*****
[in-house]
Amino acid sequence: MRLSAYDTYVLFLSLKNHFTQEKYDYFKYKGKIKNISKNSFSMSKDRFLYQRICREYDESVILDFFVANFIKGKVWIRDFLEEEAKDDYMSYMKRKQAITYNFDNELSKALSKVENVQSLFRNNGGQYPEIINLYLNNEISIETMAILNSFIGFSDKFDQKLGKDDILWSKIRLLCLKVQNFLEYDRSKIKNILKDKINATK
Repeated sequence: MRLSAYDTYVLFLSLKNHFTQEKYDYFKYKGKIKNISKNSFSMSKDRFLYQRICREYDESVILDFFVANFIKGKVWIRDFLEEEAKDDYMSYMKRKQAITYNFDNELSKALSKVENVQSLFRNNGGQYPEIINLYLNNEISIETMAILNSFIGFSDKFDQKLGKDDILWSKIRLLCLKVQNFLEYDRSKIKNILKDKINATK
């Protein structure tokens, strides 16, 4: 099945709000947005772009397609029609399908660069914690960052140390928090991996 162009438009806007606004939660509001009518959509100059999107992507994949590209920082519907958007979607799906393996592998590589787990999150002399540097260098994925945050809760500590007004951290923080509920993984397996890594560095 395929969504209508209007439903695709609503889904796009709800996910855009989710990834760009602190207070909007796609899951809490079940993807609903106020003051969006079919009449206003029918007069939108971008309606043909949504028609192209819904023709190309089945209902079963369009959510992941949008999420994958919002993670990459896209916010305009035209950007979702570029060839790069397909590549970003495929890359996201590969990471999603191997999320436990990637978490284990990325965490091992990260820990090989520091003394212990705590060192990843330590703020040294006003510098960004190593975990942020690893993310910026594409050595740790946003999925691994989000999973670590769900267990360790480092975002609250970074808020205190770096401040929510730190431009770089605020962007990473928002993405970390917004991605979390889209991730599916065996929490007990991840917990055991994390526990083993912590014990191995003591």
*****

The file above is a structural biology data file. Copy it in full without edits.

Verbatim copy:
[in-house]
Amino acid sequence: MRLSAYDTYVLFLSLKNHFTQEKYDYFKYKGKIKNISKNSFSMSKDRFLYQRICREYDESVILDFFVANFIKGKVWIRDFLEEEAKDDYMSYMKRKQAITYNFDNELSKALSKVENVQSLFRNNGGQYPEIINLYLNNEISIETMAILNSFIGFSDKFDQKLGKDDILWSKIRLLCLKVQNFLEYDRSKIKNILKDKINATK
Repeated sequence: MRLSAYDTYVLFLSLKNHFTQEKYDYFKYKGKIKNISKNSFSMSKDRFLYQRICREYDESVILDFFVANFIKGKVWIRDFLEEEAKDDYMSYMKRKQAITYNFDNELSKALSKVENVQSLFRNNGGQYPEIINLYLNNEISIETMAILNSFIGFSDKFDQKLGKDDILWSKIRLLCLKVQNFLEYDRSKIKNILKDKINATK
């Protein structure tokens, strides 16, 4: 099945709000947005772009397609029609399908660069914690960052140390928090991996 162009438009806007606004939660509001009518959509100059999107992507994949590209920082519907958007979607799906393996592998590589787990999150002399540097260098994925945050809760500590007004951290923080509920993984397996890594560095 395929969504209508209007439903695709609503889904796009709800996910855009989710990834760009602190207070909007796609899951809490079940993807609903106020003051969006079919009449206003029918007069939108971008309606043909949504028609192209819904023709190309089945209902079963369009959510992941949008999420994958919002993670990459896209916010305009035209950007979702570029060839790069397909590549970003495929890359996201590969990471999603191997999320436990990637978490284990990325965490091992990260820990090989520091003394212990705590060192990843330590703020040294006003510098960004190593975990942020690893993310910026594409050595740790946003999925691994989000999973670590769900267990360790480092975002609250970074808020205190770096401040929510730190431009770089605020962007990473928002993405970390917004991605979390889209991730599916065996929490007990991840917990055991994390526990083993912590014990191995003591």